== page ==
My Teach Me Tuesday Multi-Cultural series is a labor of love for me. It is titled Teach Me Tuesday because it teaches me about different countries, culture and kidlit and I actually thought it didn’t get may page views because it usually gets just a handful the week that it’s posted. I was really surprised to see that these posts do get read during the year so I will continue to do this series. Thanks so much for reading!
This is part 2 of the 3 part series on Top 10: Best Native American Children’s Books by Debbie Reese. For her Top 10 list of Picture Books, please click here.
We travel this week to Argentina. When I think of Argentina, the first thing I think of is beef but there is more to Argentina than just cattle. I wanted to explore the gauchos (Argentinean cowboys) and indigenous people.
Every summer I stress out about what books to get for my kids that they will like but are also exposing them — as only books can do — to the wide world all around them both past, present and future. This summer, we are going to take a trip around the world by reading these multi-cultural books. What is great about this list is that it covers all the ages of my kids: from preschool through elementary school. I will be sneaky and check out these books for them and leave them strewn about the house for them to examine when they are bored. I will keep you posted on what books my kids actually liked because that is a whole ‘nother list! See you at the library!
To cover the Culture Revolution, I selected Little Leap Forward, a chapter book about living during this time in China. Zen Shorts still remains one of my all time favorite picture books because is manages to combine Chinese Philosopher Chuang Tsu’s parables in a way that is accessible to kids and yet leave adult readers pondering Big Ideas. Finally, for everyone who has a Joy Luck Club story from their homeland, I hope that you all have had a chance to read this book that broke the ground for a new Asian American literature genre twenty-five years ago.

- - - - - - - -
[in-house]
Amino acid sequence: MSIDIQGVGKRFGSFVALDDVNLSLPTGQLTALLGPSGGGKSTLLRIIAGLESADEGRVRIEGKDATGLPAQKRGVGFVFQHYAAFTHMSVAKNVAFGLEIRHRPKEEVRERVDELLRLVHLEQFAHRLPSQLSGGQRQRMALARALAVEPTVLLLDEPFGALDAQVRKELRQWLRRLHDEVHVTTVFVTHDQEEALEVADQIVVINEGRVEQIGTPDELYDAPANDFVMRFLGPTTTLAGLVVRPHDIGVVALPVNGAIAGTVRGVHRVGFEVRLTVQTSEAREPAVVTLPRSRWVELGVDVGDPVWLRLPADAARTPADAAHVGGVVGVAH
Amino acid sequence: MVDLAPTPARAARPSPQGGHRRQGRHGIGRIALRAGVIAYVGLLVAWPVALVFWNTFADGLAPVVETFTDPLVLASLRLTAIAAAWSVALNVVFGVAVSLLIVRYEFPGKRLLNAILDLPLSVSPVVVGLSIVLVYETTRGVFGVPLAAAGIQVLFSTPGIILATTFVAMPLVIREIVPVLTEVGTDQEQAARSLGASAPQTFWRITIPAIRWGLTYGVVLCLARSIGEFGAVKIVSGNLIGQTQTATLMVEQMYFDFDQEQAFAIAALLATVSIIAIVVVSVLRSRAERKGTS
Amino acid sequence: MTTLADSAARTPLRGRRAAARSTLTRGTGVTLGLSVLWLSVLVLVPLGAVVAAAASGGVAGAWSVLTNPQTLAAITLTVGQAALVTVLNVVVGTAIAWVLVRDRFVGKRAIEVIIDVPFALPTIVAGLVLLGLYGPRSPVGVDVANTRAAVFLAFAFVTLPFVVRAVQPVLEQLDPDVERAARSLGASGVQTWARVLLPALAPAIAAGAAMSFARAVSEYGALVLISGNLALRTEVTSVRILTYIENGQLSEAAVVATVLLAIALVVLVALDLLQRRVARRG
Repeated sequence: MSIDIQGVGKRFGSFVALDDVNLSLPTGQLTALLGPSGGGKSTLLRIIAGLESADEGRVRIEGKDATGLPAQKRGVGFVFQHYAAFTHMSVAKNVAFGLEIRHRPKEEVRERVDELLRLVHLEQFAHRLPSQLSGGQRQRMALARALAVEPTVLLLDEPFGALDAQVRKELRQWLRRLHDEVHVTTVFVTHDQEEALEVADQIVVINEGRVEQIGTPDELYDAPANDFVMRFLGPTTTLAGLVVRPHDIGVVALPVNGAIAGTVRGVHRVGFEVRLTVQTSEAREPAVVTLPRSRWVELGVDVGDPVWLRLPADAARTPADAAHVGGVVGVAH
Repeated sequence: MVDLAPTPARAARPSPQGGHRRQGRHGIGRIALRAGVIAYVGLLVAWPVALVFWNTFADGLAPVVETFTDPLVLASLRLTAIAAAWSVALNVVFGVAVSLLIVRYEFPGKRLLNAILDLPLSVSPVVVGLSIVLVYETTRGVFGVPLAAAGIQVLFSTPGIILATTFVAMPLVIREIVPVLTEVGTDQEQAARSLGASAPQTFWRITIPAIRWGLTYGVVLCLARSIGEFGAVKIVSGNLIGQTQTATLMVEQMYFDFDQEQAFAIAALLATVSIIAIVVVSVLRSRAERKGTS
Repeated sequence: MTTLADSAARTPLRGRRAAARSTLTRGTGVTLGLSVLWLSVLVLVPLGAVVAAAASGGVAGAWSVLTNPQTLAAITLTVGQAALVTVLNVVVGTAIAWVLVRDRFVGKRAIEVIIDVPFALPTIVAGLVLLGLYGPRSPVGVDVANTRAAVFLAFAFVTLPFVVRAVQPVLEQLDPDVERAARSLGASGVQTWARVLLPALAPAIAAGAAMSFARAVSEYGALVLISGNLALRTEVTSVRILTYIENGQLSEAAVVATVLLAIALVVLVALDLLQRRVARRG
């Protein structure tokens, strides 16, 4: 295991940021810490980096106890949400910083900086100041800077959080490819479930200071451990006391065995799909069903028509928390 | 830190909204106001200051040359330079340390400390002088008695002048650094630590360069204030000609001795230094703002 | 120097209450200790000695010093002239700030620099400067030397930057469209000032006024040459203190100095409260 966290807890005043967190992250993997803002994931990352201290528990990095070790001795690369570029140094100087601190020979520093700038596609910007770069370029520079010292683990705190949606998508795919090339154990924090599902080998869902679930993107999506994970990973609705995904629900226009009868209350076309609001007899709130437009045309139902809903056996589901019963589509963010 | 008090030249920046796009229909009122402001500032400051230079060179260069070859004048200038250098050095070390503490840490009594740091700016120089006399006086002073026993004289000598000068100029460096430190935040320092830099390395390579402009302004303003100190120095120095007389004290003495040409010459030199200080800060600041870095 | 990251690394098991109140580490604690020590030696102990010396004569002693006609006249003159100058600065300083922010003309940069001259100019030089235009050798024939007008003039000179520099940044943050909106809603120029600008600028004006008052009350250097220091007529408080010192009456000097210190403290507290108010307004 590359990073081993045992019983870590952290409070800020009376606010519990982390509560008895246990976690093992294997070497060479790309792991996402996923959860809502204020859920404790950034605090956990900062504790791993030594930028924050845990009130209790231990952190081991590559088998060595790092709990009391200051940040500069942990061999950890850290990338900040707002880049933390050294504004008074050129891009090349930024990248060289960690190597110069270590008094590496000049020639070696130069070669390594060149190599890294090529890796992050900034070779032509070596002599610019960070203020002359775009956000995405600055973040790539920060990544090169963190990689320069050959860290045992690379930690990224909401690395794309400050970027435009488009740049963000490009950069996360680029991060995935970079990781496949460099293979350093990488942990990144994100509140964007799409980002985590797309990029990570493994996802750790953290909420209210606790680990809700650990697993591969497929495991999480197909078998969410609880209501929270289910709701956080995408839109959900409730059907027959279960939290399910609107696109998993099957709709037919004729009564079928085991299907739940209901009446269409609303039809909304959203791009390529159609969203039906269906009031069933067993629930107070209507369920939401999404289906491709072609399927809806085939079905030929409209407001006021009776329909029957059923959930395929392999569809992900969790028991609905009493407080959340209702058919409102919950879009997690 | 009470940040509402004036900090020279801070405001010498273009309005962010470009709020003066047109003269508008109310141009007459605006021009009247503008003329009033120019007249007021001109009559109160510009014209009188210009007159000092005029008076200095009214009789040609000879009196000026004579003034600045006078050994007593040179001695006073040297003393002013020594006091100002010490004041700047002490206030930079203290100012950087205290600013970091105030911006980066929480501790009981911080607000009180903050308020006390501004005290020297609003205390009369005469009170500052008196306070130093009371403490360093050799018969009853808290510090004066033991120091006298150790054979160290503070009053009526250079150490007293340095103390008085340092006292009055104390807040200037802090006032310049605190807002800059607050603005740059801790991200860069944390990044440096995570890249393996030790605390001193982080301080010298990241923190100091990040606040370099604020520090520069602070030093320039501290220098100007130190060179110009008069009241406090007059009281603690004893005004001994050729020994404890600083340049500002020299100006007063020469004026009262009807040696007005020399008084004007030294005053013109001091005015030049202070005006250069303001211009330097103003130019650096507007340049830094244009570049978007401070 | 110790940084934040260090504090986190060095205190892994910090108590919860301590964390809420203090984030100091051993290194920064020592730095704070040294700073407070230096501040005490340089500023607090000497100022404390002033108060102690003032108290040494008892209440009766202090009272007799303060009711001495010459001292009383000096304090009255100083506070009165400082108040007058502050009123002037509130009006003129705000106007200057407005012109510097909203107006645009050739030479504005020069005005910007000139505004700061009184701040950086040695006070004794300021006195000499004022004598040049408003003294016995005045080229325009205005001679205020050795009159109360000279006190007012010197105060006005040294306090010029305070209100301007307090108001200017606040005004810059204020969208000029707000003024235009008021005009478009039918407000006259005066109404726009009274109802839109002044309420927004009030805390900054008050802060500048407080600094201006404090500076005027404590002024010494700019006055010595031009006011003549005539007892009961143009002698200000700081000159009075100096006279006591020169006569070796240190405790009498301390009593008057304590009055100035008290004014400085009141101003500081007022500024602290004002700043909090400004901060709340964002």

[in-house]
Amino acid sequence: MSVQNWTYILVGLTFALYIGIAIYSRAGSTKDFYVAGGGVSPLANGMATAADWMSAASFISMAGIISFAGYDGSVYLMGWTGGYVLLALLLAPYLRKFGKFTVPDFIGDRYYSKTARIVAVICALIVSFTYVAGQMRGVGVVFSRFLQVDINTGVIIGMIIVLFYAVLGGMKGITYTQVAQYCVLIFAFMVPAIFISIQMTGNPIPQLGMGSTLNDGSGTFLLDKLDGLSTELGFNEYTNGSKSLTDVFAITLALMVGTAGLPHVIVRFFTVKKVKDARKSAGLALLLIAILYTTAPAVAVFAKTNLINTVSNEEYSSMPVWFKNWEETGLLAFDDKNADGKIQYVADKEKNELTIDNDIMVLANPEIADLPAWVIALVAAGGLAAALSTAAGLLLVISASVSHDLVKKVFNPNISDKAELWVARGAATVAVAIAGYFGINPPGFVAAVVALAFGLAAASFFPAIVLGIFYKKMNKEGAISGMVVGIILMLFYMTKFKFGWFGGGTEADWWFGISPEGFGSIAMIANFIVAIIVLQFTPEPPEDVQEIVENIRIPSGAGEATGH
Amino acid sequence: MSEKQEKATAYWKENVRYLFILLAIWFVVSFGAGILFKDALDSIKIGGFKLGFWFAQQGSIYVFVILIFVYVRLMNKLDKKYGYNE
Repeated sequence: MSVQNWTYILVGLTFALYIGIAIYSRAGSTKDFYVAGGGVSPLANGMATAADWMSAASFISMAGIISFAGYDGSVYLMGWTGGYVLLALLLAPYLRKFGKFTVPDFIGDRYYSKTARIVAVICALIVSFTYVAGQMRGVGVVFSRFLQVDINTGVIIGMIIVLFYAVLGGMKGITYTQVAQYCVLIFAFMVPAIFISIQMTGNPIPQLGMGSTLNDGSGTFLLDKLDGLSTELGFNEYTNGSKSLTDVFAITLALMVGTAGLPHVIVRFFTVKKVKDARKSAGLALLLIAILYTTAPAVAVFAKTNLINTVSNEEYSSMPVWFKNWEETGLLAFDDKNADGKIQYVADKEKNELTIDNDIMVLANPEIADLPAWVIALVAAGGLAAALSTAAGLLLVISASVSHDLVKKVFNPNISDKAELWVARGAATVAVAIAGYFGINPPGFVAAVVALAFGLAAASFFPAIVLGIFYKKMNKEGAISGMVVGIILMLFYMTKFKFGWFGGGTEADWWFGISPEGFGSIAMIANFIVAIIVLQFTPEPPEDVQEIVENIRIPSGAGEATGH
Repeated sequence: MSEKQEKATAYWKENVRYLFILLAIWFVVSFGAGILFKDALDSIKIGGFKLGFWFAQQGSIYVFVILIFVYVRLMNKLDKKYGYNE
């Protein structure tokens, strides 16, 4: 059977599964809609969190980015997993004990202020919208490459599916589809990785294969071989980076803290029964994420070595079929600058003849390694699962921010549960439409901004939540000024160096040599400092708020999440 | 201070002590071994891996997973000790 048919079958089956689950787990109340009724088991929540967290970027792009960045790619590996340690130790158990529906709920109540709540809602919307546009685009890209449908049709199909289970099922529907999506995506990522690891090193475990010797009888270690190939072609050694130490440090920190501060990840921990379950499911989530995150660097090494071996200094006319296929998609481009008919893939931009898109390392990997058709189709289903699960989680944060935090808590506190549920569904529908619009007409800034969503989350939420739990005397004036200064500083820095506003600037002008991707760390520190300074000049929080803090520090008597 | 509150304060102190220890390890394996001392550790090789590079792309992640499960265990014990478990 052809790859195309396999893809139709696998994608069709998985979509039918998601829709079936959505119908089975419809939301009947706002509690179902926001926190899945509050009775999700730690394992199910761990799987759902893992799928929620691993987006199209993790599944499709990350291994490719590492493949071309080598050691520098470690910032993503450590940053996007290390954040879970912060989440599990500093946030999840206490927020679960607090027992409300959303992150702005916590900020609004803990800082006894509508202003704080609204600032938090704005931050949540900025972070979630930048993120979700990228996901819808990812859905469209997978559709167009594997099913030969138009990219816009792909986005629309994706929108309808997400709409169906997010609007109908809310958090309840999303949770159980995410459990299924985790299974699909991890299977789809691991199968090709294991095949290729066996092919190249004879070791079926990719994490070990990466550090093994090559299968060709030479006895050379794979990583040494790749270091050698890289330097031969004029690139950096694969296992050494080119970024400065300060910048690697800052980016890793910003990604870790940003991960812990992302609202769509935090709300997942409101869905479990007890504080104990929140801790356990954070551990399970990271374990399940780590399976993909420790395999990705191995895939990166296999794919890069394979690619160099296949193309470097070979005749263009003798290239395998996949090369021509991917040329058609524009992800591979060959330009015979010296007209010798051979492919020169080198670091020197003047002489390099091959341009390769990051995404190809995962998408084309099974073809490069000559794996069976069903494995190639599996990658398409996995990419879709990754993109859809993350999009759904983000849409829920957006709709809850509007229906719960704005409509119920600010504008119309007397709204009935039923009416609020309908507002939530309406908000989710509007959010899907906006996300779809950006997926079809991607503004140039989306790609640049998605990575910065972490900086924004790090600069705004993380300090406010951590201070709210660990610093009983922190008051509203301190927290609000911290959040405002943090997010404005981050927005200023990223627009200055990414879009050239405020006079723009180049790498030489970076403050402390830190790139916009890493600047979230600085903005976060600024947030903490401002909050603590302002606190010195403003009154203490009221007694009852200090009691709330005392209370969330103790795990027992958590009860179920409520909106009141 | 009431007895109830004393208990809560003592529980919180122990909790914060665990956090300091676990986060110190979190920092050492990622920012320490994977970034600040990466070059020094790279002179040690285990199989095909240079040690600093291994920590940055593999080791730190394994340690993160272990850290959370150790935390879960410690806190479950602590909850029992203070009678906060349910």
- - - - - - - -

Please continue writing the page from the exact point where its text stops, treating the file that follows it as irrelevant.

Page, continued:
I chose these books because there was something special about each of them that helps me to connect to my Chinese roots and I hope that you enjoy them to, even if your ancestry isn’t Asian.
The first book is a picture book that is a really wonderful way to visit another culture with your children. The second book is for young adults. As for the food, I was intimidated to make Sri Lankan food, but the owner’s son who manages the two cafes assured me that this was an easy and delicious recipe that he loved as a child. As for Sri Lanka interior design, it reminds of me of Ralph Lauren when he tries to create romantic images of British Colonial Style. It’s elegant cane furniture crossed with Polynesian style.
Travel to Korea via children’s books, food, and culture with me as I share my husband’s family history of the Yi Dynasty or Choson period, considered the Golden Age of Korea.
It was strange to me that many important Japanese American stories were not told by Japanese Americans. I tried, therefore, to focus my Top 10: Japanese American Children’s Books list on lesser known authors telling important stories. I hope this list will inspire more authors in this genre!